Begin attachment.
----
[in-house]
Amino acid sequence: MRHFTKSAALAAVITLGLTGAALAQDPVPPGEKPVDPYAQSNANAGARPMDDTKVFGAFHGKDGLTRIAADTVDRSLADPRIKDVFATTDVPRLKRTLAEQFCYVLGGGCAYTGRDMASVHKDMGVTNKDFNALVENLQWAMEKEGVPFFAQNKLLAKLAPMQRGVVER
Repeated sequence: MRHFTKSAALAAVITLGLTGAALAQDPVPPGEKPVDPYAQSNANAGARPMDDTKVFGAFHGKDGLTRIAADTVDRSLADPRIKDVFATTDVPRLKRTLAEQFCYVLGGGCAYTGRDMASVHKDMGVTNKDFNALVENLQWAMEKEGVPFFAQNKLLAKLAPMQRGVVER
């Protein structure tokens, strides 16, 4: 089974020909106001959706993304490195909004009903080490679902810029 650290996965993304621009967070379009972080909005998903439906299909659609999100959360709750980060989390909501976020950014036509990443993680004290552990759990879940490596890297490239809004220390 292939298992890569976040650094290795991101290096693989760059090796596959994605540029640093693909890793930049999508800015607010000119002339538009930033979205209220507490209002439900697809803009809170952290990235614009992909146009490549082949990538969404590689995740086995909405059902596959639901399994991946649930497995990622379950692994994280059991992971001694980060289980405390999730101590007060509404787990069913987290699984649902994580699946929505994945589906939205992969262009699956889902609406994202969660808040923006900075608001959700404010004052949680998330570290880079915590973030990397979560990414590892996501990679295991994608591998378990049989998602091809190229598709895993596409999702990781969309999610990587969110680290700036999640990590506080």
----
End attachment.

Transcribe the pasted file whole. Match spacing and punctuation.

[in-house]
Amino acid sequence: MRHFTKSAALAAVITLGLTGAALAQDPVPPGEKPVDPYAQSNANAGARPMDDTKVFGAFHGKDGLTRIAADTVDRSLADPRIKDVFATTDVPRLKRTLAEQFCYVLGGGCAYTGRDMASVHKDMGVTNKDFNALVENLQWAMEKEGVPFFAQNKLLAKLAPMQRGVVER
Repeated sequence: MRHFTKSAALAAVITLGLTGAALAQDPVPPGEKPVDPYAQSNANAGARPMDDTKVFGAFHGKDGLTRIAADTVDRSLADPRIKDVFATTDVPRLKRTLAEQFCYVLGGGCAYTGRDMASVHKDMGVTNKDFNALVENLQWAMEKEGVPFFAQNKLLAKLAPMQRGVVER
């Protein structure tokens, strides 16, 4: 089974020909106001959706993304490195909004009903080490679902810029 650290996965993304621009967070379009972080909005998903439906299909659609999100959360709750980060989390909501976020950014036509990443993680004290552990759990879940490596890297490239809004220390 292939298992890569976040650094290795991101290096693989760059090796596959994605540029640093693909890793930049999508800015607010000119002339538009930033979205209220507490209002439900697809803009809170952290990235614009992909146009490549082949990538969404590689995740086995909405059902596959639901399994991946649930497995990622379950692994994280059991992971001694980060289980405390999730101590007060509404787990069913987290699984649902994580699946929505994945589906939205992969262009699956889902609406994202969660808040923006900075608001959700404010004052949680998330570290880079915590973030990397979560990414590892996501990679295991994608591998378990049989998602091809190229598709895993596409999702990781969309999610990587969110680290700036999640990590506080």